The Hebrew god and his divine retinue inhabited the heavens, although he also visited the Earth to see what human beings were doing (Genesis 11:5). The idea of persons living in heaven was an idea popularized by Christianity. However, the books attributed to a figure called Enoch reflect the existence of a vigorous pre-Christian Jewish literature which speaks of temporary visits and tours of the heavenly realms. These narratives are usually viewed as works of the imagination and theology by biblical scholars, but they have become evidence of space travel in antiquity for many UFO enthusiasts.

Astronomers' Misunderstandings

Many modern astronomers evince misunderstandings of biblical cosmology. For example, Robert Jastrow writes in God and the Astronomers: "The details differ, but the essential elements in the astronomical and biblical accounts of Genesis are the same: the chain of events leading to man commenced suddenly and sharply at a definite moment in time, in a flash of light and energy."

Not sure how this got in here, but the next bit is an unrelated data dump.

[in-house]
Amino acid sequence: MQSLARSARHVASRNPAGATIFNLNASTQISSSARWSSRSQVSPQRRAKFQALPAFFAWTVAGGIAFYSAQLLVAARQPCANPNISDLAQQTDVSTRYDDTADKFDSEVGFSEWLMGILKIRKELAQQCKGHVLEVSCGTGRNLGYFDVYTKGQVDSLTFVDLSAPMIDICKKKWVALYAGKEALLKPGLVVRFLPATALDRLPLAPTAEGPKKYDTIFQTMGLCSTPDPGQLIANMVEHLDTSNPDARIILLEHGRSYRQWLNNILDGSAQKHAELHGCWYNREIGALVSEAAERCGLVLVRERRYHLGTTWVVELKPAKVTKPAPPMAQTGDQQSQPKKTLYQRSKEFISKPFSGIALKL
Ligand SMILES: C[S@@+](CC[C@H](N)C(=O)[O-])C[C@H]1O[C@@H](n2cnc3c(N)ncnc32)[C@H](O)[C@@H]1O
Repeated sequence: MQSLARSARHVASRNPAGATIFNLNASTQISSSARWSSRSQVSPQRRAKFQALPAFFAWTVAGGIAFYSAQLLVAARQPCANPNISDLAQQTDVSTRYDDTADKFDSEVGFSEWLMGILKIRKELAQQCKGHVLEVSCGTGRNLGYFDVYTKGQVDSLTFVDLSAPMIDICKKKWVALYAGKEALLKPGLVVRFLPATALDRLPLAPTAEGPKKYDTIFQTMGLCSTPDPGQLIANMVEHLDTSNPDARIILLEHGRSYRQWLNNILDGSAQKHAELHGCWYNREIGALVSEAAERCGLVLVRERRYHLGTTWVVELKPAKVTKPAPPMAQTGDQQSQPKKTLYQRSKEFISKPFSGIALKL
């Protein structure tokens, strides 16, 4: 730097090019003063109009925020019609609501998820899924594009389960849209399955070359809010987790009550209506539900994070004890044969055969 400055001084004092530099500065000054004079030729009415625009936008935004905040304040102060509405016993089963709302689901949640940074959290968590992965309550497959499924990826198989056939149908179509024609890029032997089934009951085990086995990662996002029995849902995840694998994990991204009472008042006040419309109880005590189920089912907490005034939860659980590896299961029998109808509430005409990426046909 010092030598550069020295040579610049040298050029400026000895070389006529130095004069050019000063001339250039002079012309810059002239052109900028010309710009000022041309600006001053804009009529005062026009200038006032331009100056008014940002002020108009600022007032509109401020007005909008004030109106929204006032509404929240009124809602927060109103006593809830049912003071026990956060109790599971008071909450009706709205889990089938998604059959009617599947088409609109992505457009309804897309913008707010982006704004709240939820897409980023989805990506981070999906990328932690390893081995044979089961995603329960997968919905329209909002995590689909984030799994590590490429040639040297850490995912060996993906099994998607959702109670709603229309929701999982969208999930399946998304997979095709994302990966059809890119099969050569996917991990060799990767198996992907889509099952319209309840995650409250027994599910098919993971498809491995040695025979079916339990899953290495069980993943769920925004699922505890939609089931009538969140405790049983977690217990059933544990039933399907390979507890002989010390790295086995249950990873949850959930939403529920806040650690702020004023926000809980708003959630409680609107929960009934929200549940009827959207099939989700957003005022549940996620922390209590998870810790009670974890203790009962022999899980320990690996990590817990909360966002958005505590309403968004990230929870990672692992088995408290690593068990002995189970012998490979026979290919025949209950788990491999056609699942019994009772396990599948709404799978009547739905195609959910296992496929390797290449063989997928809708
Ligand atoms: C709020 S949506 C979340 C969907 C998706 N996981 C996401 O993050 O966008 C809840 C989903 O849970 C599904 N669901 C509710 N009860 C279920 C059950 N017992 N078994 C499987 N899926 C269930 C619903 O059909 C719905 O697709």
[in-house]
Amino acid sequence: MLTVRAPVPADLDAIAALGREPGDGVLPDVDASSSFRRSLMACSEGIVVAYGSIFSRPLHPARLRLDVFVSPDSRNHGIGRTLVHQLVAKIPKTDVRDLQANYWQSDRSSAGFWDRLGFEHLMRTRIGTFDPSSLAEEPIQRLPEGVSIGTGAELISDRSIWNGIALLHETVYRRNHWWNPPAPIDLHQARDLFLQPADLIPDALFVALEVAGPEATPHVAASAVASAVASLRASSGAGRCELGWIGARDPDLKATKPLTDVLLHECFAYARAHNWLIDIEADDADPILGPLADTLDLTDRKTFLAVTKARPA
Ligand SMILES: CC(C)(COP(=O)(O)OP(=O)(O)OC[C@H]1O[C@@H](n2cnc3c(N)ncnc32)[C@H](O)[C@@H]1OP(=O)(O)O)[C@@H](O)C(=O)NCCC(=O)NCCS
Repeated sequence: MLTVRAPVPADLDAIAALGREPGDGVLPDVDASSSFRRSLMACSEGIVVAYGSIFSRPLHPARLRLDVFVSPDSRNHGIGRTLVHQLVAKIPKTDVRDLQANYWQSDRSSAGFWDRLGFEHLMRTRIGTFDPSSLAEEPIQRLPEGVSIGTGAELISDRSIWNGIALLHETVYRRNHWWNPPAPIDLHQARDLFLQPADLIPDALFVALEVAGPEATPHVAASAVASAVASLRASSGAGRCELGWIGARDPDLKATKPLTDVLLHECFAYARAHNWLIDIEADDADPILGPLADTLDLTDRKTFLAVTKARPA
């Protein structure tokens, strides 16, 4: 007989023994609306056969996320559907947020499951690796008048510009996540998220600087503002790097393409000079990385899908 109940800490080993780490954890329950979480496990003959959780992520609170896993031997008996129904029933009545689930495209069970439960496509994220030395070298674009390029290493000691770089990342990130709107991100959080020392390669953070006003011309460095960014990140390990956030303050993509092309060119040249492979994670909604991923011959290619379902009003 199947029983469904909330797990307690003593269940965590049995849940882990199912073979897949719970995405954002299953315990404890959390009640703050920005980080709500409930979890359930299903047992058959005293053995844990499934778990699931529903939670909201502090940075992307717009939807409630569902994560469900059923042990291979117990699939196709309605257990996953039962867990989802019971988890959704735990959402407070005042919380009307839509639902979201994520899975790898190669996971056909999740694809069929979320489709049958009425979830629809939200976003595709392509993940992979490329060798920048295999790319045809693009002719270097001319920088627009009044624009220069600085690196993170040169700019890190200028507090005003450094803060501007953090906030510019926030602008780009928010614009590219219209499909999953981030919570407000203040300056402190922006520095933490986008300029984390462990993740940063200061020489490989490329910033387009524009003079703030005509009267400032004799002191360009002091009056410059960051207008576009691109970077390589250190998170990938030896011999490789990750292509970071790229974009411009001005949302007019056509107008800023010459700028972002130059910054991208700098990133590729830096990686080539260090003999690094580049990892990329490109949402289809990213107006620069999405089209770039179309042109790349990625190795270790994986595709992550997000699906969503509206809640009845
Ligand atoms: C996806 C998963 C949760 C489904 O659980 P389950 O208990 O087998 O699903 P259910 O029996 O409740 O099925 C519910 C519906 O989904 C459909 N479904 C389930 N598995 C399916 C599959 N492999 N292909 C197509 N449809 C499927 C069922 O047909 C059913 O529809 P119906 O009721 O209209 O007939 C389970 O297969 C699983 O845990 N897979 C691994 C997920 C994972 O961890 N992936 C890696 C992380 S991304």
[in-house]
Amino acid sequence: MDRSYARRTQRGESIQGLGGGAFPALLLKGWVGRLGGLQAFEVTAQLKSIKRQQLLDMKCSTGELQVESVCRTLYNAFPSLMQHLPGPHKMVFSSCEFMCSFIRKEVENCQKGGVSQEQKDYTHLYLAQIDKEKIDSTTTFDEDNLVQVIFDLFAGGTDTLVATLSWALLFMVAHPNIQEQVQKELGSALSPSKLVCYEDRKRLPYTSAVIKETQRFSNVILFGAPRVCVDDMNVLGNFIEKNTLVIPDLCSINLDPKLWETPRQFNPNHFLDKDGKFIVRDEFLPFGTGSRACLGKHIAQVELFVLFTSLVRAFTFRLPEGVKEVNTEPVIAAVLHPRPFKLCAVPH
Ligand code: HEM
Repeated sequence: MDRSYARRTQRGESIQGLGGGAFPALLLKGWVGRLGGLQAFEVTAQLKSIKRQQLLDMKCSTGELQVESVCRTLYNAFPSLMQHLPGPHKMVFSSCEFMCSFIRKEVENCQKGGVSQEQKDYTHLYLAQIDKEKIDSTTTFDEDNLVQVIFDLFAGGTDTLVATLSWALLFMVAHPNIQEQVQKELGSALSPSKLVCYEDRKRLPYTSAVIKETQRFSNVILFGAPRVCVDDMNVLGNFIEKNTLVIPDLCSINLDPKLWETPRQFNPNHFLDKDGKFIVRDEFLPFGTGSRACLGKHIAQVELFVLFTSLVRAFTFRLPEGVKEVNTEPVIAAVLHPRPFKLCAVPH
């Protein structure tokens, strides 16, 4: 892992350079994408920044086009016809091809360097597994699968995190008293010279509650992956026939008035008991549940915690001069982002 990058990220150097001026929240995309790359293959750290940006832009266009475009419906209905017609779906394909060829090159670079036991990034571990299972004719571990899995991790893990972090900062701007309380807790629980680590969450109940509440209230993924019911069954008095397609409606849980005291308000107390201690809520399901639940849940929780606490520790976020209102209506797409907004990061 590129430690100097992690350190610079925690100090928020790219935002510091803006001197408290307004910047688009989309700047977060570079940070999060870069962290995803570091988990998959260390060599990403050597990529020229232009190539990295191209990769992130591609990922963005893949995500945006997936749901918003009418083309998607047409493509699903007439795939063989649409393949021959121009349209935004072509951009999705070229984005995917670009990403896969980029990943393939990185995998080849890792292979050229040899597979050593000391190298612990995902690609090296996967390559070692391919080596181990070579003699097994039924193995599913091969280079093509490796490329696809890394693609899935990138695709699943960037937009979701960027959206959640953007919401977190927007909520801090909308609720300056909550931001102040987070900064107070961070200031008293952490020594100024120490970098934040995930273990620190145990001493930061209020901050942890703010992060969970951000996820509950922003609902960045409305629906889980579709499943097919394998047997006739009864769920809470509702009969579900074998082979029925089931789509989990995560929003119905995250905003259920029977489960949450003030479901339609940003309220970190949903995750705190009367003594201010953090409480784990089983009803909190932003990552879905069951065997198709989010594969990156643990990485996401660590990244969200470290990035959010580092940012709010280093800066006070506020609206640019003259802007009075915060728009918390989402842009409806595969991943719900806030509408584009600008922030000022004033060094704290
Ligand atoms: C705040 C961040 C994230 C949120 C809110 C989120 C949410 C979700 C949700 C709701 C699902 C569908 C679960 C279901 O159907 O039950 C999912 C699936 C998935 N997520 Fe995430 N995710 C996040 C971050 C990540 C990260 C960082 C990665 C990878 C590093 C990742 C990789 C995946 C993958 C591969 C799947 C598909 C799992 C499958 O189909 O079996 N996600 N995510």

Another possibly misguided effort centers on providing scientific explanations for what may be purely literary phenomena. One case involves the Sun and Moon standing still in Joshua's battle at Gibeon (Joshua 10:12-13):

On the day when the Lord gave the Amorites over to the Israelites, Joshua spoke to the Lord; and he said in the sight of Israel, "Sun, stand still at Gibeon, and Moon, in the valley of Aijalon." And the sun stood still, and the moon stopped, until the nation took vengeance on their enemies. Is this not written in the Book of Jashar? The sun stopped in midheaven, and did not hurry to set for about a whole day.